Cabinet Office minister Michael Gove has said the government remains committed to moving officials out of London, amid reports that ministers are considering designating York a second centre of government.
Speaking to the BBC yesterday, Gove said the government would stick to plans first set out before the coronavirus pandemic.
Asked on the Andrew Marr Show if we are finally going to see “chunks of the civil service moved out of London”, Gove said "yes".
He said that many UK civil servants already work outside London, including for the Department for International Development in Scotland and the Department for Transport and its agencies in Wales.
But he said that “we can do more”.
He added: “I think it's vitally important that decision makers are close to people. I think it's vitally important that the strength of the UK government is displayed across the whole of the whole of the United Kingdom.”
The comments came after The Times reported that York has been identified as one of several potential sites to base senior civil servants.
CSW revealed in February that departments were working with the Cabinet Office’s Places for Growth team on plans to move civil service jobs out of the capital under the 2020 Comprehensive Spending Review. Chancellor Rishi Sunak confirmed in the Budget that the government wanted to move 22,000 civil servants out of central London by 2030 so it could "make decisions differently in future”.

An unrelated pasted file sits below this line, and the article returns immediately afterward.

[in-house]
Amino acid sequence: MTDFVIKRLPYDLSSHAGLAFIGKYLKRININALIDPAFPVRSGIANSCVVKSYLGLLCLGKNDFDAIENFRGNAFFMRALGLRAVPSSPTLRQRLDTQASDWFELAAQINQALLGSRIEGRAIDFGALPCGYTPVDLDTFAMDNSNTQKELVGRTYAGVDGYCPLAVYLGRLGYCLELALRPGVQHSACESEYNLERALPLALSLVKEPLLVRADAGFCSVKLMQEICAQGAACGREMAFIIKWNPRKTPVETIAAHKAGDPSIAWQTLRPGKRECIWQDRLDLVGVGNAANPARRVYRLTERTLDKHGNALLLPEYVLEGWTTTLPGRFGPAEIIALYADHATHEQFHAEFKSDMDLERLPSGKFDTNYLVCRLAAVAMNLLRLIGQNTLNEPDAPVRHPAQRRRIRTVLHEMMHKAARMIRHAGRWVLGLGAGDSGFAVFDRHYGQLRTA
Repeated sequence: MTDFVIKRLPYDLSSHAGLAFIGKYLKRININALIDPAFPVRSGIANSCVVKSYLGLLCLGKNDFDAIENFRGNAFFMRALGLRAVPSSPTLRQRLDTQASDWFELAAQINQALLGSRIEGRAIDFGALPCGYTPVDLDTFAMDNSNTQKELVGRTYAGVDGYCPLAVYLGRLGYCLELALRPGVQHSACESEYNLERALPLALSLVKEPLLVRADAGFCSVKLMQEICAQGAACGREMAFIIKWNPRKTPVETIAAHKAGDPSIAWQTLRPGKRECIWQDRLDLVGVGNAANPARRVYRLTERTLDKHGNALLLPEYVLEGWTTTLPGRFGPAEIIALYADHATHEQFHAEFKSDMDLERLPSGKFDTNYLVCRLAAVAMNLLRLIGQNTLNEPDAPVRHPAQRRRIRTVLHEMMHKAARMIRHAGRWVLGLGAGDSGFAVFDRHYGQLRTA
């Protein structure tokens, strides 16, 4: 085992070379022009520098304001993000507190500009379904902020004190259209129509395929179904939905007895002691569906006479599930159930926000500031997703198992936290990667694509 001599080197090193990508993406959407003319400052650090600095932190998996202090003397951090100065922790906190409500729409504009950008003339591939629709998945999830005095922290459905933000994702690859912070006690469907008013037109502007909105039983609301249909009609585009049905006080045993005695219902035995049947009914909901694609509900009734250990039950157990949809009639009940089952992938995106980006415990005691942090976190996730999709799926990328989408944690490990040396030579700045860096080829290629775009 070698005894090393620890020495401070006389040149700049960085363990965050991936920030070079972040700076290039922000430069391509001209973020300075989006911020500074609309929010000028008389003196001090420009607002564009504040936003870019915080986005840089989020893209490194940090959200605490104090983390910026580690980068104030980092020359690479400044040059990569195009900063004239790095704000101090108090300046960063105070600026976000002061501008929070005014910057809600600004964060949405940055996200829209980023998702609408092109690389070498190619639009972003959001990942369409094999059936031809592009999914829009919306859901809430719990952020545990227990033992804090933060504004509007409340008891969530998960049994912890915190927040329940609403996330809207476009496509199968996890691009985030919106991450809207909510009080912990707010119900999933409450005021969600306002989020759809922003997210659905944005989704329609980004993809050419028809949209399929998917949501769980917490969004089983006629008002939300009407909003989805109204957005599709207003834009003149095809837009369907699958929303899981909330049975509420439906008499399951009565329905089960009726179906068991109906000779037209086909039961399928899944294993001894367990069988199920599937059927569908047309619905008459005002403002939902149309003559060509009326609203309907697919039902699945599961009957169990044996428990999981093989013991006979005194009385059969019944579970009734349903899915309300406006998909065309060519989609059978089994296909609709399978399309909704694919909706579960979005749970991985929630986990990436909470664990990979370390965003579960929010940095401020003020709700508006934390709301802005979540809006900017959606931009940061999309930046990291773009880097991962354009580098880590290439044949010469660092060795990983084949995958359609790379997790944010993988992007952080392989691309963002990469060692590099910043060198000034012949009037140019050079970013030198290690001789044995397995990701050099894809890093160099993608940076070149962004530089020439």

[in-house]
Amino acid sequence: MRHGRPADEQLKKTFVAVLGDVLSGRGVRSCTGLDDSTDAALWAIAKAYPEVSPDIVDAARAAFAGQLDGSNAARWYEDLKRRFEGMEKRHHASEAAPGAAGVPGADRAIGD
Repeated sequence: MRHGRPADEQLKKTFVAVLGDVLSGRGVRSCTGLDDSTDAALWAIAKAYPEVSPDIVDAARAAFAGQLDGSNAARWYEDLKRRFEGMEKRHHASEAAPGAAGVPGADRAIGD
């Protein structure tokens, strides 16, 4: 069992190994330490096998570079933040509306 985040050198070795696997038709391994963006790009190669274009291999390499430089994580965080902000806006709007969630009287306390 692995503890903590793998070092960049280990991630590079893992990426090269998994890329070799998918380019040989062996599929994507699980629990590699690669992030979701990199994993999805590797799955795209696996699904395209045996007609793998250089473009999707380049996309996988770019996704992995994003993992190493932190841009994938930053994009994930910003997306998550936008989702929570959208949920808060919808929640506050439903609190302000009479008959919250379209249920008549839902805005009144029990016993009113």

The Times reported on Saturday that departments have been given two weeks to submit plans.
It reported that the plans will then be used to begin to map relocations against the government’s hub network.
The creation of the 13 new regional has been led by HM Revenue and Customs, which plans to reduce its number of offices. HMRC now has hubs either open or planned in locations including Glasgow, Edinburgh, Newcastle, Leeds, Manchester, Liverpool, Belfast, Nottingham, Birmingham, Cardiff and Bristol, as well as two London bases.
The government’s most recent estate strategy said as many as 20 hubs could be created around the country. The first two offices in the programme’s second phase have been agreed for a second building in Birmingham, and one in Peterborough.
Any possible move of officials to York could be accompanied by shifting the House of Lords to the city, which was mooted earlier this year.
According to The Times, senior civil servants “are already looking at Rightmove to see what they can buy for the cost of a terraced house in East Dulwich” in anticipation of a possible move to York. “And they like it. They are looking at substantial Edwardian villas in Harrogate.”